BOGOTA, Colombia (AP) — A new United Nations report is casting a shadow on peace efforts in Colombia, drawing attention to the killings of dozens of rights activists and warning that armed groups are occupying drug territories as the nation's largest rebel group starts demobilizing.
The report released Thursday by the U.N. high commissioner for human rights said 127 activist deaths were counted in 2016, even as Colombia moved toward implementing an historic peace accord. Half of the deaths were of human rights leaders while others were members of leftist political organizations. Many occurred in areas previously occupied by the Revolutionary Armed Forces of Colombia.
"There is a pattern here relative to where the killings are occurring," said U.N. representative Todd Howland said. "It is a really important moment to consolidate the implementation of the accords."
The killings have stirred fears that the Colombian government has failed to swiftly fill the vacuum left in remote regions where coca production has skyrocketed and illegal armed groups are now battling for control. Two-thirds of the human rights activists killed were assassinated by people affiliated with criminal organizations, and most worked in rural areas where the state has traditionally had little presence.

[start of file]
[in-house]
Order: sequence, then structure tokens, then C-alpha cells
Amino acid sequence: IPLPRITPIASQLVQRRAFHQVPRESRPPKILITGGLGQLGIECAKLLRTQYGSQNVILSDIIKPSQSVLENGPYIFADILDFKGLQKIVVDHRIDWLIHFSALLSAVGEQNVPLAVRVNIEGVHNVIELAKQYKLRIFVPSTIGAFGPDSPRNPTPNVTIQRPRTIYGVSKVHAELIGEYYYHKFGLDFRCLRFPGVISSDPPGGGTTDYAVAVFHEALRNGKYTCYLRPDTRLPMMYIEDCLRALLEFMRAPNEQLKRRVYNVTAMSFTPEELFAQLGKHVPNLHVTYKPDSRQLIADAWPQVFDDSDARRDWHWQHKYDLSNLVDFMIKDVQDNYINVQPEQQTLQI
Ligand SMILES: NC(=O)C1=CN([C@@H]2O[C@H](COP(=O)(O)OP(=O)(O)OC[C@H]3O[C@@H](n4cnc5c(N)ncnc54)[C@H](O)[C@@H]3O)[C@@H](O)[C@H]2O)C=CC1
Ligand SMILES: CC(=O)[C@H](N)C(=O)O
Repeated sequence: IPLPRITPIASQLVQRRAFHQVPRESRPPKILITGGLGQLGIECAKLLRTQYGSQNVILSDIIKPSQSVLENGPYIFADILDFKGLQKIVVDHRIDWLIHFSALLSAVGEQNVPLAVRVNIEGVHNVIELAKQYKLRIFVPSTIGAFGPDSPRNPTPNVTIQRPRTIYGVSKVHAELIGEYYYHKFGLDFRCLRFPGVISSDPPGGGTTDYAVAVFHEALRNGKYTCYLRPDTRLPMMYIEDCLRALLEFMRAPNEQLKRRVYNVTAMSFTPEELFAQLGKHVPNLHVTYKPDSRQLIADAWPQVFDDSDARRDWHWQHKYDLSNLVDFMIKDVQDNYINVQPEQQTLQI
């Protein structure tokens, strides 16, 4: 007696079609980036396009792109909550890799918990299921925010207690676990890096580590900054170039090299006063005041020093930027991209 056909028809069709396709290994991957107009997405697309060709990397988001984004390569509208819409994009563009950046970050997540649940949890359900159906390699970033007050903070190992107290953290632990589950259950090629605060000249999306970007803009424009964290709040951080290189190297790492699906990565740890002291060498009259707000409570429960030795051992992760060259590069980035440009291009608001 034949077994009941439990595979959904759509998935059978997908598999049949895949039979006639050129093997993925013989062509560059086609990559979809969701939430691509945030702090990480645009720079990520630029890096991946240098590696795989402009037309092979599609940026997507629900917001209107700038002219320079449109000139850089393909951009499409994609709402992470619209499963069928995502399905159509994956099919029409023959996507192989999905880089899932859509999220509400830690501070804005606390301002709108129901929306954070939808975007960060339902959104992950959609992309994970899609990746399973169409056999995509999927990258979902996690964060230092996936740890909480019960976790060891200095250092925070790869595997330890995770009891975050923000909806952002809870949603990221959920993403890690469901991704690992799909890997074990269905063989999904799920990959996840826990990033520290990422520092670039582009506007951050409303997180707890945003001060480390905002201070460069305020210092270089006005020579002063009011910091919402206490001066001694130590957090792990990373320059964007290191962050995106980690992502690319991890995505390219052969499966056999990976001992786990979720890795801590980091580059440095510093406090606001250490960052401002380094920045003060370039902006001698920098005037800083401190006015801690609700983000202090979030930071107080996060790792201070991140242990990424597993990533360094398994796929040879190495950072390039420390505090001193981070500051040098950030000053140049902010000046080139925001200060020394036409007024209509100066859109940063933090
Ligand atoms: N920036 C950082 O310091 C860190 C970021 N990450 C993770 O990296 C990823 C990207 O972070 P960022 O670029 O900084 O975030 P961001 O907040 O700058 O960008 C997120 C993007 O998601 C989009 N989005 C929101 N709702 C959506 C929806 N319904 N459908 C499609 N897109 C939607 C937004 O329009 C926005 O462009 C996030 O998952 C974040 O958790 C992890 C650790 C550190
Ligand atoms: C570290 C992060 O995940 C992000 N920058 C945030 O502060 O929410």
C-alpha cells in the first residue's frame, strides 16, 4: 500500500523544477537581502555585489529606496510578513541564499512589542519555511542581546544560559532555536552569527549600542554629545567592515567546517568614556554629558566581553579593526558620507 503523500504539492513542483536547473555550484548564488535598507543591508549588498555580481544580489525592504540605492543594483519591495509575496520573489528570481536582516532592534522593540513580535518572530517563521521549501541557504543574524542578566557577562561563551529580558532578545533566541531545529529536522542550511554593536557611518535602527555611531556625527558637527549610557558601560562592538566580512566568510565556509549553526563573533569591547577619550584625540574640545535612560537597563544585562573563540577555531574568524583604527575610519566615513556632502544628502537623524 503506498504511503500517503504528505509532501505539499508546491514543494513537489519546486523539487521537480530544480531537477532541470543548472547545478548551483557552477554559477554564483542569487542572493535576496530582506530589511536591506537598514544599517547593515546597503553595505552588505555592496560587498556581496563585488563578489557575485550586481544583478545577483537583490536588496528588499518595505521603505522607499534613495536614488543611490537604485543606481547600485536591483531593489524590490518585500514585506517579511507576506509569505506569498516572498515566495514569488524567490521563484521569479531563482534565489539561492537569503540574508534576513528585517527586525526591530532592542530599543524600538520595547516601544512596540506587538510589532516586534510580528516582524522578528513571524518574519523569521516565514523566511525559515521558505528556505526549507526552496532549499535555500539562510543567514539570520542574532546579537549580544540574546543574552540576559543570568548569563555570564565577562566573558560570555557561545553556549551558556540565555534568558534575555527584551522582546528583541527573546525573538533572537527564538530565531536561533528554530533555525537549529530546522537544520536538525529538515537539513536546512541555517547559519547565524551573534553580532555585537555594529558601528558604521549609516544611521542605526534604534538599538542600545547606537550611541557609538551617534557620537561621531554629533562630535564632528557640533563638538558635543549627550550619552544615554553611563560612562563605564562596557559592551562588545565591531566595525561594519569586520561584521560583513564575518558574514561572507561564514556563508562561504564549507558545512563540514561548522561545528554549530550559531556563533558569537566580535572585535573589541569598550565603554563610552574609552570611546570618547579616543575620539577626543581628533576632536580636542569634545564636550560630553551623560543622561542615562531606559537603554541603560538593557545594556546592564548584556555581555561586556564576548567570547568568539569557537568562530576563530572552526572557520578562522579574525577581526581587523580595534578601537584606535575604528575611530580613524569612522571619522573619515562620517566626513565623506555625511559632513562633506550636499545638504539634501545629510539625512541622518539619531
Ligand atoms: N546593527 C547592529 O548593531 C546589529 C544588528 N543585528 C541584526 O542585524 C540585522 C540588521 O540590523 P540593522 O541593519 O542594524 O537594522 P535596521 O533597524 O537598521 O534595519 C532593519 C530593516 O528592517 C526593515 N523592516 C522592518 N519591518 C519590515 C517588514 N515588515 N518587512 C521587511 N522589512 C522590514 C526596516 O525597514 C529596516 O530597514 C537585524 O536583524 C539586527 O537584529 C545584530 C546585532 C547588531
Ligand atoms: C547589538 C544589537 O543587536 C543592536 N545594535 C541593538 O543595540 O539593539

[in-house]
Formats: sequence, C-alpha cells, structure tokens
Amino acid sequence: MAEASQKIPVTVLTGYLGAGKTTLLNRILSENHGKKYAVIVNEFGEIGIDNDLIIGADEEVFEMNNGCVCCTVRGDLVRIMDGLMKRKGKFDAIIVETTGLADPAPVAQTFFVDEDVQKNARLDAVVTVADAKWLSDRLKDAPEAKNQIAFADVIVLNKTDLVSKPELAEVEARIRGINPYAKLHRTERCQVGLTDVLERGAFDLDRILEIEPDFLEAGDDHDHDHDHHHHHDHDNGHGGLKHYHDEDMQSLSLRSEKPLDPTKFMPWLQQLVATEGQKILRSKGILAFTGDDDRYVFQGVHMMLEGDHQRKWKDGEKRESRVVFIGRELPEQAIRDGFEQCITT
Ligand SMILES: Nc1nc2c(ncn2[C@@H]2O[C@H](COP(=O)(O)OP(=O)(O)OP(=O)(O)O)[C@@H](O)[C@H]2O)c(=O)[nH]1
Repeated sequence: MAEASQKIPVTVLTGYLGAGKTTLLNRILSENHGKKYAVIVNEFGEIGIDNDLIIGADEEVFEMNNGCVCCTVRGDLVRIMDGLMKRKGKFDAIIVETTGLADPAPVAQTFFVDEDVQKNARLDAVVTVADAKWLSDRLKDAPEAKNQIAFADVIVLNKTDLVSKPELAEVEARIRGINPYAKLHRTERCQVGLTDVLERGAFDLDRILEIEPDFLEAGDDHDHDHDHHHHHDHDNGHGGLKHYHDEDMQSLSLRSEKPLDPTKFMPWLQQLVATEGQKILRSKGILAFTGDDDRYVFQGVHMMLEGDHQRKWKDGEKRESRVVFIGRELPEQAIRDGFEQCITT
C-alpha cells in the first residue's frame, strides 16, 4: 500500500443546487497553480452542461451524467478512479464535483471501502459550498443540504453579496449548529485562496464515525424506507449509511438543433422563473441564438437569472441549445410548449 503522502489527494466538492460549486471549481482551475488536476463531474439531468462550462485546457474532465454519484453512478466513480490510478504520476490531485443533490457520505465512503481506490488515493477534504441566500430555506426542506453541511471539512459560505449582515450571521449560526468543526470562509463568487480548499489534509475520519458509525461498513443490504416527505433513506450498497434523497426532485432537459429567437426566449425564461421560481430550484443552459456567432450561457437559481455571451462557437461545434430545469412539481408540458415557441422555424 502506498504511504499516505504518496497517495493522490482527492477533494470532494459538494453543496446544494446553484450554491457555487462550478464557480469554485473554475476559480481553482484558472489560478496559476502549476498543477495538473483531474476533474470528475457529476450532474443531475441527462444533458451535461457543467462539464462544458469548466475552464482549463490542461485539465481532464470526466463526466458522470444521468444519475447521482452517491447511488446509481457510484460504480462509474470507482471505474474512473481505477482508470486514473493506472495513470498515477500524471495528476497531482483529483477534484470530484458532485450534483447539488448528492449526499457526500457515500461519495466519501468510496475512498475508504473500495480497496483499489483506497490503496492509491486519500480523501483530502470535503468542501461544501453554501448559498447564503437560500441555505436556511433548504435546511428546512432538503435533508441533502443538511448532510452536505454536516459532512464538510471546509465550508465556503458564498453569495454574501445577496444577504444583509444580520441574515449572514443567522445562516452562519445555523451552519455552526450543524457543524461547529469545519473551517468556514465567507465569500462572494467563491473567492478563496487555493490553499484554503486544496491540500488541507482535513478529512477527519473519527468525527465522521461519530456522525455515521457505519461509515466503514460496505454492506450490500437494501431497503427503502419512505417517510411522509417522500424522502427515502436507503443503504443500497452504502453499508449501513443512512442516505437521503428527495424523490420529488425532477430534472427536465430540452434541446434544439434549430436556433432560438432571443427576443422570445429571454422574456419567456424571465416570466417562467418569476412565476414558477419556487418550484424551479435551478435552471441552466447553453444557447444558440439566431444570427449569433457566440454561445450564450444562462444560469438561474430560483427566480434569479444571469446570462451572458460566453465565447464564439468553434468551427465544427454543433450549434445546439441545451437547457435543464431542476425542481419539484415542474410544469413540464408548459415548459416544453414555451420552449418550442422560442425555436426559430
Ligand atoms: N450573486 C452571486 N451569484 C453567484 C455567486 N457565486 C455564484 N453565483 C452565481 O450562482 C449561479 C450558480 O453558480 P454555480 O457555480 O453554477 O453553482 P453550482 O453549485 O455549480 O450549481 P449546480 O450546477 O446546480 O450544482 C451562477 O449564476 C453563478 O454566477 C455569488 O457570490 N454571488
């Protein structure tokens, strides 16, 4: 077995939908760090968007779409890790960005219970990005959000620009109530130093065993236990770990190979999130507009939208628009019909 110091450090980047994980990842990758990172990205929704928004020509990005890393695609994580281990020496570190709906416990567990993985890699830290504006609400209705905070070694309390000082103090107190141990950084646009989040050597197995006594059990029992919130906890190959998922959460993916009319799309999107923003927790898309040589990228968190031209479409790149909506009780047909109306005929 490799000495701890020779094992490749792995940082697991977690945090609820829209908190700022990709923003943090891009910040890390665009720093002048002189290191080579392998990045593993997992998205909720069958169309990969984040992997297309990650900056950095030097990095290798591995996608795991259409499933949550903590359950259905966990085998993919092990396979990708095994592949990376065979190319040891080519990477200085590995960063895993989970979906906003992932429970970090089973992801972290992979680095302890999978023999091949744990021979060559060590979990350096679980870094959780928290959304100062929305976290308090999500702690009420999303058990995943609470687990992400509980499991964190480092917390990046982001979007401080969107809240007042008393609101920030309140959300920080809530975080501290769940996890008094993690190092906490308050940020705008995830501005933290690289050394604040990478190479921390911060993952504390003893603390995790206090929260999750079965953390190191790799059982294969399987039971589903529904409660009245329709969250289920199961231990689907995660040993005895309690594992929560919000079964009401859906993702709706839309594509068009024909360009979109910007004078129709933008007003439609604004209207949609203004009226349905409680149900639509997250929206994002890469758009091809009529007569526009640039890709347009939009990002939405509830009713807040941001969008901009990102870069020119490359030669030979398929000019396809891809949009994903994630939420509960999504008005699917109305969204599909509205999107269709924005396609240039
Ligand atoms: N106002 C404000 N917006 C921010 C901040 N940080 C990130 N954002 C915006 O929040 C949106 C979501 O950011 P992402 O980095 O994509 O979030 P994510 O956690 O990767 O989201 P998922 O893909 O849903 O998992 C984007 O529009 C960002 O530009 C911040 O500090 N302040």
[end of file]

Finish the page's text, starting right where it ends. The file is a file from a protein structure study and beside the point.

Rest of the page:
Some activists also fear a return to the dark days when thousands of leftist leaders and former guerillas were killed in the 1980s following a previous peace accord that ended in bloodshed.
"These are not isolated incidents," said Luz Perly Cordoba, a lawyer and community leader, speaking Thursday at a panel on the report. She called continued threats by armed groups "the biggest danger to the implementation of the accords."
The U.N.'s warning comes as Colombia has struggled with delays in putting key elements of the peace accord in motion. FARC rebels complain the demobilization zones where they are gathered are worse than living in the jungle. Congress has stymied in passing laws to create the institutions that will facilitate implementing agreements on everything from coca eradication to trying rebels for war crimes.
The report raises serious concerns about the accord itself, noting several provisions are not in alignment with international standards, including how high-level military and police officials will be held responsible for human rights abuses committed by subordinates. It also questions a law passed in December granting amnesty to those who committed lesser crimes like sedition, describing references to victim rights in these cases as vague and abstract.
"The high commissioner is very worried these factors which, if not dealt with, can lead to impunity for the perpetrators of grave human rights violations," the analysis concludes.